Most physicians don't know, have never been taught, have not read the package insert, that explains that yes indeed, the hormonal contraceptives -- ALL OF THEM -- can be potentially abortifacient. And several of them are specifically abortifacient. But that fact is cleverly hidden by the pharmaceutical companies.
     There are several health problems associated with being on the pill. First of all, I'd like to say, imagine a young woman can be on a pill for 10-20-30 years. And actually the female reproductive system is the only system that is functioning quite naturally and with the hormonal contraceptive is suppressed in its natural function -- which in medicine we do not see in any other scenario. You do not stifle, you do not suppress a naturally functioning system. And you  will pay for that...sooner or later...the woman is going to pay for that. There's an increase risk of blood clots -- which can be fatal -- there is an increase risk of migraine headaches and strokes. There's an increase risk of a liver tumor, a hepatic adenoma, which many times will resolve with discontinuation of the pill -- but not all the time, and that will require major surgery for the woman. There is an increase risk of breast cancer, and I think women are not knowledgeable of that, and I believe that is one of the reasons why we have such a tremendous surge in breast cancer.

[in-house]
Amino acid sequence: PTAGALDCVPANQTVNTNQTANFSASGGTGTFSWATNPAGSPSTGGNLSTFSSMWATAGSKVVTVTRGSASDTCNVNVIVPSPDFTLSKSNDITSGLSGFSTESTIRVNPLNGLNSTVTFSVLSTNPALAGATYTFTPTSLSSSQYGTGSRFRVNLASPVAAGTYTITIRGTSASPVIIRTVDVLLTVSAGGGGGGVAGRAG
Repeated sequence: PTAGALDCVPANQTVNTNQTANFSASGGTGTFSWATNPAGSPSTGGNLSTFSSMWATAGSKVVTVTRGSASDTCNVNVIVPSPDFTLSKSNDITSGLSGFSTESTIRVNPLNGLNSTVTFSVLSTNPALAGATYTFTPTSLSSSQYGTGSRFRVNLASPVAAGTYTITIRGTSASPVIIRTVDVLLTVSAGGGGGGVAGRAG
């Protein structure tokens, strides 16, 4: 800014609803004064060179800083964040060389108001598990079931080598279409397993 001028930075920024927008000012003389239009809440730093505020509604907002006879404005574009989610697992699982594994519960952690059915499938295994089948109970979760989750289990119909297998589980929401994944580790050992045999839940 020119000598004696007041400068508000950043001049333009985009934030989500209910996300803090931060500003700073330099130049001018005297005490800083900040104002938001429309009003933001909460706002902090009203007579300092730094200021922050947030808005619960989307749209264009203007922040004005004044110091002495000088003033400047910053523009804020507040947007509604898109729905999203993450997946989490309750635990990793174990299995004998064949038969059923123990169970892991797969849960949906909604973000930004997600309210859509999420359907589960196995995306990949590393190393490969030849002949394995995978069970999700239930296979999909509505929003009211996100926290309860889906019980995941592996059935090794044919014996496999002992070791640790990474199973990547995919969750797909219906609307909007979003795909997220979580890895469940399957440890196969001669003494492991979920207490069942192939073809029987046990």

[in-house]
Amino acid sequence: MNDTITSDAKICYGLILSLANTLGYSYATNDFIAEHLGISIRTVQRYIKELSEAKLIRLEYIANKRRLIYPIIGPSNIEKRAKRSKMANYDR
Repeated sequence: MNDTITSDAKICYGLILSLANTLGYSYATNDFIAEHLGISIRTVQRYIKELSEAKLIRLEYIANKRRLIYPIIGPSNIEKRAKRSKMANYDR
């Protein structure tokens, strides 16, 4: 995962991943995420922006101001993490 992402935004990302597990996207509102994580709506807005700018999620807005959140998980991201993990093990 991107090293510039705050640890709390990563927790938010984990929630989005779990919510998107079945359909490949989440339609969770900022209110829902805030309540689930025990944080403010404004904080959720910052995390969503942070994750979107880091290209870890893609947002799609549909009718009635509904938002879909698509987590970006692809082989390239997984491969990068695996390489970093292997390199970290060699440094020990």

The pill does pose a risk in achieving pregnancy. If you read the work of Dr. Eric Ottoblat from Sweden, his research shows that for every year a woman is on the birth control pill, the cervix ages 2 years. I have seen this to be a tremendous problem for young women who are unaware of that and are prescribed contraceptives by their doctors, and when they get married and want to have a baby and achieve a pregnancy, they have almost no mucus. And then we start the therapies to increase the mucus.
     It's interesting that we as gynecologists tend to treat fertility as a curse. It makes me very sad to say that because I am a gynecologist. But in that respect, I am one of them and I can point the fingers. We treat fertility as a curse. And as I mentioned earlier, we stifle a naturally beautiful functioning system with these drugs. Fertility is not a curse. Fertility is a tremendous gift. All you need to do is ask an infertile couple and they will very eloquently tell you what a blessing fertility is.
                                                           Martha Garza, M.D.
                                                           Endocrinologist/Gynecologist in San Antonio, TX

1 comment:

  1. The last paragraph says it all.

    ReplyDelete